• Pumped Energy Storage is a big deal for stabilizing the energy grid to facilitate us using more renewable energy. The concern has always been that the sun isn’t always shining on your solar panels, and the wind isn’t always blowing on your turbines, but you always need energy. Pumped energy storage involves pumping water uphill when you have excess energy, and storing it in a large reservoir to be released back downhill (just like any hydro dam) when you need extra energy. There are currently big projects underway in Meaford and Marmora. Why not here? We have a big lake and a big hill, the facility would be almost entirely underground, and it would create a few dozen local jobs. But more than that, it could be a critical step toward making us energy resilient – less dependent on big centralized power plants connected to us by hundreds of kilometers of wire.
  • To go with pumped storage, why not local renewable energy generation? I know that wind turbines are controversial (personally I think they’re beautiful!), but solar panels don’t need to take up agricultural land; we could be covering our parking lots with them instead. It makes double sense to do so when you consider that the cars parking there will also be charging there; Brighton is working toward installing some EV charging stations in a public lot that will be repaved this year, and the infrastructure they install under the pavement will be necessary for most parking lots moving forward. Sometimes big changes are invisible!
A covered Wal-Mart parking lot. Parking lots are ugly anyway, and the blacktop stores a LOT of heat! Keep it ugly, but make it useful. (Photo taken from the linked National Observer article)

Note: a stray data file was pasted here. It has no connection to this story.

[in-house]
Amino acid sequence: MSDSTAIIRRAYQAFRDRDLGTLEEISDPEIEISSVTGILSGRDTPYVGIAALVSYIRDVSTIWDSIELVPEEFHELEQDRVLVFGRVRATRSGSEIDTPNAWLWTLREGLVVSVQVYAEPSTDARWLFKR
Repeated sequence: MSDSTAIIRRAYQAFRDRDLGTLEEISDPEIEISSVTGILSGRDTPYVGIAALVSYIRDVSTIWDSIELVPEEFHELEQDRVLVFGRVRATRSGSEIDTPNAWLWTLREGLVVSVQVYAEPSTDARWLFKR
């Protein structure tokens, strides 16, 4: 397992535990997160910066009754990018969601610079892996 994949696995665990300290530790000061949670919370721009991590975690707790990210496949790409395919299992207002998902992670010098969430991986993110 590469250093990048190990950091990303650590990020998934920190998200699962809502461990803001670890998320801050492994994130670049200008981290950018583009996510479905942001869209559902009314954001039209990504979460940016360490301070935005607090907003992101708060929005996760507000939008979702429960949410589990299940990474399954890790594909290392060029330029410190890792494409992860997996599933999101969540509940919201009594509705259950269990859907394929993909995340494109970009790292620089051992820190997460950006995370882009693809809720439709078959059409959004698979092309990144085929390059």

• But not all renewable energy is electric, and the IESO (Independent Electricity System Operator) predicts that we’ll still be using gas beyond 2050. That means we’ll need Renewable Natural Gas (RNG), like they’re producing in the little town of Ilderton Ontario. This rural solution produces enough gas to heat 1,300 homes from agricultural waste like manure and compostables. While it’s still important that many of us switch to electric heat pumps to reduce our use of natural gas today, in the future a few farms like this could be heating half the town. A big change in one place can facilitate things staying the same elsewhere.
An Ontario dairy farm that produces enough gas to heat 1,300 homes. Brilliant!
  • I had the chance to chat with some reps from CIMCO, a refrigeration company that works with ice rinks. They have a program to help small towns like ours plan a retrofit for our arena to get it to net zero. Like I said, everything will change – sometimes in ways that mean that they’ll stay the same! We can change our arena, or stop using it; what we can’t do is business as usual.
I know I’m basically promoting these companies here. I like what they’re doing. My point is that they exist, what they’re doing is necessary, and it’s not actually that difficult. Change doesn’t have to be a massive struggle!

I could go on and on about BIG ideas and how they affect us here in small towns. I’ve talked about some of these before, and I hope we’ll all talk about some of them again.

My point today is that small towns do big things. We can do big things, we do do big things, and we must do big things. To do them well, we need to think bigger than potholes and bag tags. What big thing would you do if you thought you could? Share your ideas with us in the comments!